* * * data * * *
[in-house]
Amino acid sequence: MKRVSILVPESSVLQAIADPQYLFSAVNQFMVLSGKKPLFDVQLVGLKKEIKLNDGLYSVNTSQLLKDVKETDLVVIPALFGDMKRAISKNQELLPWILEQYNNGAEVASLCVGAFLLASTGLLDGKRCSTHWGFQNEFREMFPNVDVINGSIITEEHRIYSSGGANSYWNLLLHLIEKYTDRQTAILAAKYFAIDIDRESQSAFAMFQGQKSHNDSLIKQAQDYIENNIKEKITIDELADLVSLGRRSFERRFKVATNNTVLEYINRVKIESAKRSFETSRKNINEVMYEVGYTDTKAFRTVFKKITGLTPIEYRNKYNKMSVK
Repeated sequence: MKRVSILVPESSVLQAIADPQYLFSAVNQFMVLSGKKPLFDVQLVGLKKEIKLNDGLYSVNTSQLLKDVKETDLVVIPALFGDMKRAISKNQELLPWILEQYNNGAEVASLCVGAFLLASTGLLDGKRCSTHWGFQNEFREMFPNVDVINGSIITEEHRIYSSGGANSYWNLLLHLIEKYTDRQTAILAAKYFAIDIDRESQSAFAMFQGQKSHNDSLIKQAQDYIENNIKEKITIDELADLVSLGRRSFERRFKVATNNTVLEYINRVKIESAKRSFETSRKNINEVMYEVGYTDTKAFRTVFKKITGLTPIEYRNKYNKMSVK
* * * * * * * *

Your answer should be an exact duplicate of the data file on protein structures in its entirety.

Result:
[in-house]
Amino acid sequence: MKRVSILVPESSVLQAIADPQYLFSAVNQFMVLSGKKPLFDVQLVGLKKEIKLNDGLYSVNTSQLLKDVKETDLVVIPALFGDMKRAISKNQELLPWILEQYNNGAEVASLCVGAFLLASTGLLDGKRCSTHWGFQNEFREMFPNVDVINGSIITEEHRIYSSGGANSYWNLLLHLIEKYTDRQTAILAAKYFAIDIDRESQSAFAMFQGQKSHNDSLIKQAQDYIENNIKEKITIDELADLVSLGRRSFERRFKVATNNTVLEYINRVKIESAKRSFETSRKNINEVMYEVGYTDTKAFRTVFKKITGLTPIEYRNKYNKMSVK
Repeated sequence: MKRVSILVPESSVLQAIADPQYLFSAVNQFMVLSGKKPLFDVQLVGLKKEIKLNDGLYSVNTSQLLKDVKETDLVVIPALFGDMKRAISKNQELLPWILEQYNNGAEVASLCVGAFLLASTGLLDGKRCSTHWGFQNEFREMFPNVDVINGSIITEEHRIYSSGGANSYWNLLLHLIEKYTDRQTAILAAKYFAIDIDRESQSAFAMFQGQKSHNDSLIKQAQDYIENNIKEKITIDELADLVSLGRRSFERRFKVATNNTVLEYINRVKIESAKRSFETSRKNINEVMYEVGYTDTKAFRTVFKKITGLTPIEYRNKYNKMSVK